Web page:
The Pennsylvania Supreme Court on Tuesday has ordered the lower court to revisit its decision in the controversial voter ID law, which voting rights advocates have said would have disenfranchised as many as 750,000.
The ruling stated:
The court is to consider whether the procedures being used for deployment of the cards comport with the requirement of liberal access which the General Assembly attached to the issuance of PennDOT identification cards. If they do not, or if the Commonwealth Court is not still convinced in its predictive judgment that there will be no voter disenfranchisement arising out of the Commonwealth’s implementation of a voter identification requirement for purposes of the upcoming election, that court is obliged to enter a preliminary injunction.
Accordingly, the order of the Commonwealth Court is VACATED, and the matter is returned to the Commonwealth Court for further proceedings consistent with this Order. The Commonwealth Court is to file its supplemental opinion on or before October 2, 2012.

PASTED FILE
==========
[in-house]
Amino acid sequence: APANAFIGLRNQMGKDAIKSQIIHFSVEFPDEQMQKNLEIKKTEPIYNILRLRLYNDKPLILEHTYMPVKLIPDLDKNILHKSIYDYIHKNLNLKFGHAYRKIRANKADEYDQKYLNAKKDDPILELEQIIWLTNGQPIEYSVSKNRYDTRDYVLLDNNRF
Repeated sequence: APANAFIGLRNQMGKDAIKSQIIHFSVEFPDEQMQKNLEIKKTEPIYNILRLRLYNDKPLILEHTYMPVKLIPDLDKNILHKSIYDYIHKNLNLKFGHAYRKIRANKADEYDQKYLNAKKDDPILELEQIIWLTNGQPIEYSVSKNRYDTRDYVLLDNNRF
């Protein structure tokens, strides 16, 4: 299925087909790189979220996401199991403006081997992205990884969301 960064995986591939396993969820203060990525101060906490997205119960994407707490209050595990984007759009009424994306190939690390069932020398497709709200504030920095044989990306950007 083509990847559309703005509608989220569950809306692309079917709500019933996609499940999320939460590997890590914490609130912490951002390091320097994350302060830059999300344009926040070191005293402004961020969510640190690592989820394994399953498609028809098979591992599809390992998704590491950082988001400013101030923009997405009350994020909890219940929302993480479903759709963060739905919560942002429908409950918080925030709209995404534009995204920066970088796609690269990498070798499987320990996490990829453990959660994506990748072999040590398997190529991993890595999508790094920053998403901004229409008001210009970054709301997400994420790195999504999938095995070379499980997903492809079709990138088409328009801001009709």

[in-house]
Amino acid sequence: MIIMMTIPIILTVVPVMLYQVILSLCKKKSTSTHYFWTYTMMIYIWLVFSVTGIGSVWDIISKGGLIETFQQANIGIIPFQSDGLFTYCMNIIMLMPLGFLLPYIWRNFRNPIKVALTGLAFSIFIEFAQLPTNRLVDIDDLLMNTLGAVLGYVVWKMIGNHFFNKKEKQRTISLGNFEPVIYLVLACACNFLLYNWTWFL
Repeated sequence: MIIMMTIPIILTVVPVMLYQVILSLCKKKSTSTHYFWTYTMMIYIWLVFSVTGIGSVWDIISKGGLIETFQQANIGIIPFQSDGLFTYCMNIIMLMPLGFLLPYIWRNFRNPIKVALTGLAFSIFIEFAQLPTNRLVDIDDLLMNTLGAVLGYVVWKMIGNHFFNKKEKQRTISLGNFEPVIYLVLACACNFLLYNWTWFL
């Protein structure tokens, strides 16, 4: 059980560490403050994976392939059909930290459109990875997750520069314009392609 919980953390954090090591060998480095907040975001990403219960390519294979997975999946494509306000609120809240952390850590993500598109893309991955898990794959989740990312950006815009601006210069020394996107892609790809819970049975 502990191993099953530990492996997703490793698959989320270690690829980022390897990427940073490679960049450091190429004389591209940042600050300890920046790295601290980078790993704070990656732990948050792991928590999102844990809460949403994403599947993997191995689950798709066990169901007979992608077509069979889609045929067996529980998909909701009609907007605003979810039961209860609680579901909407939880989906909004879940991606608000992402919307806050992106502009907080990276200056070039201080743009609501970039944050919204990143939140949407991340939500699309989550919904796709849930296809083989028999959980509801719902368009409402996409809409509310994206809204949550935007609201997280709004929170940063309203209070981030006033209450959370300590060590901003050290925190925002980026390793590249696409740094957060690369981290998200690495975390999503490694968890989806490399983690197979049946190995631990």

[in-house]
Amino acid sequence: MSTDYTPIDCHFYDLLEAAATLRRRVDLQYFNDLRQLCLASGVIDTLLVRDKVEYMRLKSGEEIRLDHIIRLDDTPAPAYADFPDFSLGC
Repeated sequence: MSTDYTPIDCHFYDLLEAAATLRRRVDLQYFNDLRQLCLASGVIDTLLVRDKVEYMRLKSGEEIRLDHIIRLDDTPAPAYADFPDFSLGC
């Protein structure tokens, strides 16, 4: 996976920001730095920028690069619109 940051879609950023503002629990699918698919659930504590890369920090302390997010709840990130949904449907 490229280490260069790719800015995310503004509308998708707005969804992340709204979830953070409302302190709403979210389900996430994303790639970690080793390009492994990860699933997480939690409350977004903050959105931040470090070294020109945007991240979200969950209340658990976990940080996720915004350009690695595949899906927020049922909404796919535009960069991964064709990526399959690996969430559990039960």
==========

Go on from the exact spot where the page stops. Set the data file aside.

The lawsuit brought by groups including the ACLU of Pennsylvania had charged that the voter ID law "violates the Pennsylvania Constitution by depriving citizens of their most fundamental constitutional right - the right to vote."
Judith Browne Dianis, Co-Director of the Advancement Project, one of the groups that filed the lawsuit, previously called the voter ID law "part of the largest legislative effort to turn back the clock on voting rights in our nation in over a century."
"This law deprives many eligible voters in the commonwealth - disproportionately the poor, minorities, senior citizens, young voters and people with disabilities - of their fundamental right to vote. If this law is allowed to stand it will disenfranchise thousands of voters in Pennsylvania who cannot overcome the law's many hurdles and will undermine the basic fabric of our democracy," stated Browne Dianis.